Liquorice — the Grandfather of Herbs

April 25, 2011 Updated: April 13, 2017

Liquorice has been called “the grandfather of herbs” and indeed has been used medicinally since at least 500BC, being first passed over from the Scythians to the Greeks, referred to by the philosopher/physician Theophrastus of Lesbos in the third century BC.

The primary uses of this herb have not changed since those days. Liquorice is still primarily employed by herbalists for colds and flu, bronchial disorders, emphysaema and less recently to loosen and expel “wet” materials from the lungs in tuberculosis.

It is a sad fact that most of us these days only know Liquorice in its synthesised form as pharmaceutical cough medicines or imitated in sweets by aniseed oil. Real Liqourice root, boiled in water and left to harden into sticks as enjoyed by the older generations of Australians, is a real treat to the taste buds and will stain the tongue a yellowy-black as a mark of its authenticity. This old fashioned “sweet”, which was instinctively enjoyed by children, also has a very strong tonic effect on the adrenal glands and has been used as such therapeutically for diabetics suffering from adrenal exhaustion and accompanying fluid retention.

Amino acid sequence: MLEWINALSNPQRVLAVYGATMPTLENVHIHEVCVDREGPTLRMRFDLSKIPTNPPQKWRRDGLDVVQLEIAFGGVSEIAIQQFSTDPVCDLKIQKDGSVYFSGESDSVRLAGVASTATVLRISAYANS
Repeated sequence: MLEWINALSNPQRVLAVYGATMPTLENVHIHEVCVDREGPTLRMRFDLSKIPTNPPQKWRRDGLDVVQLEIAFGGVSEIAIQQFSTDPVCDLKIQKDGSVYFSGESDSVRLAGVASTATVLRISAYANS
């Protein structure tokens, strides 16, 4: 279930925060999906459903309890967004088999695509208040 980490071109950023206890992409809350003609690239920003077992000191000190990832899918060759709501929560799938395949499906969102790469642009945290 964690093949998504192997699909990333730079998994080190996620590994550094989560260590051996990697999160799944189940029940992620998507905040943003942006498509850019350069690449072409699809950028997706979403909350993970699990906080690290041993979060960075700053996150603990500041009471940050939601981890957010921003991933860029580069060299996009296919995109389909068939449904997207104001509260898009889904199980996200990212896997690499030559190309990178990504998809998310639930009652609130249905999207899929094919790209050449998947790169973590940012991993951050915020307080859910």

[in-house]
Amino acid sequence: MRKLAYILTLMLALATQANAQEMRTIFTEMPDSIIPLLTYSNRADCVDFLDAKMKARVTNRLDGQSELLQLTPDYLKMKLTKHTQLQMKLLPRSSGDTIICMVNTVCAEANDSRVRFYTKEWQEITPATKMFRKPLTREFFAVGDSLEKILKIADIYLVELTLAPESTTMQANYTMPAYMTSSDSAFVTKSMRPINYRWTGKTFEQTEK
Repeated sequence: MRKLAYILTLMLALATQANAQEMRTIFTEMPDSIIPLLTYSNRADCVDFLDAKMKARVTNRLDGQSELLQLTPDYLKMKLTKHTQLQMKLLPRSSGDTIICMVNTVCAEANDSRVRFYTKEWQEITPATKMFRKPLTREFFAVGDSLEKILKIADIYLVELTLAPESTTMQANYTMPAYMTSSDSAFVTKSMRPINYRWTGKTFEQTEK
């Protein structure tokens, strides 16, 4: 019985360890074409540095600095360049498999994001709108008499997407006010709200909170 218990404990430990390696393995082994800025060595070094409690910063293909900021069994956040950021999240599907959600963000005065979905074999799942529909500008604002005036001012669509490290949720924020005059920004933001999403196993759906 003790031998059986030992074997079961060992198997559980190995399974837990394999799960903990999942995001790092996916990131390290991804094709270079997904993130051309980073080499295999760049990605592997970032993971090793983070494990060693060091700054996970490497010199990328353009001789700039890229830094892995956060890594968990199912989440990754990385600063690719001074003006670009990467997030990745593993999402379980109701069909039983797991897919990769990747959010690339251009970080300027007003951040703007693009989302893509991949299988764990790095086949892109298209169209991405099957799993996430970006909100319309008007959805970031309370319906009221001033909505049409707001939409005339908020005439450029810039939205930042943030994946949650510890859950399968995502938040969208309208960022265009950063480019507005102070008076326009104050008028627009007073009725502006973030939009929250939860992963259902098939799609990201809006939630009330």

As we edge closer to winter, real Liquorice could be a timely addition to the many sweet treats that Australian families will enjoy around Easter. Not only protective against colds and flu, but also providing a much needed energy boost for those trying to keep up with the kids during the school holidays.

Real Liqourice is a little hard to come by these days, however, the solidified extract can still be purchased in sticks, from health food stores and herbal apothecaries, and you will find the real thing is well worth looking for.r

Luke Hughes is a Classical Western herbalist.